Video: Distributed ACID Transactions in Apache® Ignite™

My colleague Akmal B. Chaudhri presented a webinar earlier this week where he looked in detail at Apache® Ignite™ architecture's ACID-compliant transactional subsystem. 

After watching his webinar, recorded below, you'll have a better understanding of why companies in many industries, including large banks and financial institutions, trust Apache Ignite and make it their platform of choice.

During the video, Akmal debunks the myth that online financial operations need to be delegated to relational databases due to their ACID (Atomicity, Consistency, Isolation, Durability) transaction support. 

"Today, most of these disk-based relational databases cannot keep pace with the rapidly growing volumes of data that are becoming a bottleneck in the overall transactional system," he said.

There are two paths to deal with this issue: 

  1. Upgrade to more expensive hardware
  2. Migrate to a distributed platform.

Akmal's talk in this video focuses on the following:

  • Data consistency: one-phase and two-phase commit implementations
  • Fault-tolerance: recovery protocol for running transactions
  • Optimistic and Pessimistic transactions
  • Deadlock-free transactions
  • Deadlock detection mechanism

Atomicity Mode

Screenshot from July 19 GridGain webinarIgnite supports 2 modes for cache operations, transactional and atomic. In transactionalmode you are able to group multiple cache operations in a transaction, while atomic mode supports multiple atomic operations, one at a time.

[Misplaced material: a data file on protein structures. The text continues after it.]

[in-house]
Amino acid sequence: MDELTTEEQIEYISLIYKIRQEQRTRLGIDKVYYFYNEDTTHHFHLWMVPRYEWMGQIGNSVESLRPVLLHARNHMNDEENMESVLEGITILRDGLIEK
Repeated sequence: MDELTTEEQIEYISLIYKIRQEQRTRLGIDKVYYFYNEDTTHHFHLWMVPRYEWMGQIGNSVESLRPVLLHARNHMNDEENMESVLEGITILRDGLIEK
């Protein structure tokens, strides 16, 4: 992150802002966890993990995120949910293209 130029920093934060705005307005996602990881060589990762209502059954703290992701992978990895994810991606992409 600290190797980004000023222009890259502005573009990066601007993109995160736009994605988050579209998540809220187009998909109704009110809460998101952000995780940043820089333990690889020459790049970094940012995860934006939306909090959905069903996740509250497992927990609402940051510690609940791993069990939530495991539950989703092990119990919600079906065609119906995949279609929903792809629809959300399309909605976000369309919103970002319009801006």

These atomicity modes are defined in CacheAtomicityMode enum:

  • TRANSACTIONAL
  • ATOMIC

TRANSACTIONAL mode enables fully ACID-compliant transactions, however, when only atomic semantics are needed, it is recommended that  ATOMIC mode be used for better performance.

ATOMIC mode provides better performance by avoiding transactional locks, while still providing data atomicity and consistency. Another difference in ATOMIC mode is that bulk writes, such as putAll(...)and removeAll(...) methods are no longer executed in one transaction and can partially fail. In case of partial failure, CachePartialUpdateException will be thrown which will contain a list of keys for which the update failed. For more, please visit this page on the ignite.apache.org website.

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